I received this book in exchange for an honest review.
SYNOPSIS: A serial killer who wants to quit. A detective struggling to keep his personal life out of a murder hunt. And a celebrity psychiatrist facing an incredible challenge. Three damaged individuals, linked by their traumatic histories. They’ve chosen very different paths. Now those paths are about to cross.
Sarah Silver is a hedge fund manager – from Monday to Friday she makes a killing in the markets. At weekends, though, she hunts men, not profits. Martin White used to be a brilliant detective. But his family, judgement and self-control are deserting him. And Karl Gross has sold millions of books on serial killers. However he’s a controversial figure in the medical community.
Can Martin keep it together and catch a killer who commits almost perfect crimes? Is Karl capable of unravelling Sarah’s psyche and putting an end to the killing? Or will she disappear when she realises that the hunter has become the hunted? – via Goodreads
Hmmmm. I really thought that this would be better, appeal to me more than it ultimately did. I liked the cover, I studied psychology, this books speaks of a female serial killer… all things that are fascinating, and should have held more sway. Unfortunately, this was not the case. Psycho Analysis has all the makings to be good, but is instead a silly, bland affair. Not impressed.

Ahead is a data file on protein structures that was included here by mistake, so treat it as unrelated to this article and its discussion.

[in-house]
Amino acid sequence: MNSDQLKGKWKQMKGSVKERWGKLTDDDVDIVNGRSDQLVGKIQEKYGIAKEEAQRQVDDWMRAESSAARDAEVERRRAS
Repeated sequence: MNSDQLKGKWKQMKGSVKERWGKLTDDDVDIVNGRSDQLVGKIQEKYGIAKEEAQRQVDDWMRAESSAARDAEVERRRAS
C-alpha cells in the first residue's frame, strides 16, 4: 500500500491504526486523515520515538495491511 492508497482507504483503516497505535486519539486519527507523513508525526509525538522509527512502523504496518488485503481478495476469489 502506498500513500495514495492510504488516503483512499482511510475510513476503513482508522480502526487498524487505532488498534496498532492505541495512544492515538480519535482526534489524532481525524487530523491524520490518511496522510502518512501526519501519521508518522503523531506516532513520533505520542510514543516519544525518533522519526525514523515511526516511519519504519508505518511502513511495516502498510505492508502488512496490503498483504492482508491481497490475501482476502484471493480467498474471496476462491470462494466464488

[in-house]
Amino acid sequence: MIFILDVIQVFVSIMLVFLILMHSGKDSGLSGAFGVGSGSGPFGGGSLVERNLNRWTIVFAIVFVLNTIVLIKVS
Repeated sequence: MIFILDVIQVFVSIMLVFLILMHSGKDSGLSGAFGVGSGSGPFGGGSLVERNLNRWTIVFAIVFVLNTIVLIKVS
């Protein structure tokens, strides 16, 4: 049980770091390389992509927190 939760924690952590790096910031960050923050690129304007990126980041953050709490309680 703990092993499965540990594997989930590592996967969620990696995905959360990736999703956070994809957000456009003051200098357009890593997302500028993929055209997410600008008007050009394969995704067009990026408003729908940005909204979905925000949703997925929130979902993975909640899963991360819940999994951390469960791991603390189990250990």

The story, which I assumed was going to be engaging, was something that left me bored and unsatisfied. I was never reeled in. I also couldn’t stand any of the characters. The writing of them also implied that we knew more about them, which at a stage had me wondering if this book was part of a series, to find that it is not, but is in actual fact a debut novel. For a debut novel that means it is written well enough if I thought it was part of a series, but the story never actually did anything for me. Considering the author had studied psychology, I was really expecting more punch. It just never came.
I found the dialogue in Psycho Analysis stinted, and was also not a fan of the lead, DI Martin White. He was just… no. Plus when the whole reveal about his life came? So poorly executed. The book just came across as messy. The doctor who was discussing Sarah’s issues with her had his own, but they, too, were glossed over. I really thought there would be more of a twisted relationship between Sarah and Karl, as it was an interesting component. Then, of course, there was the silly relationship between Martin and Sarah – it never took off, and I didn’t care whether he was killed or she was caught. I also struggled to suspend reality for a lot of this book, and it should not have been that difficult to do.
Psycho Analysis is an uninspiring debut novel, and not something I would recommend.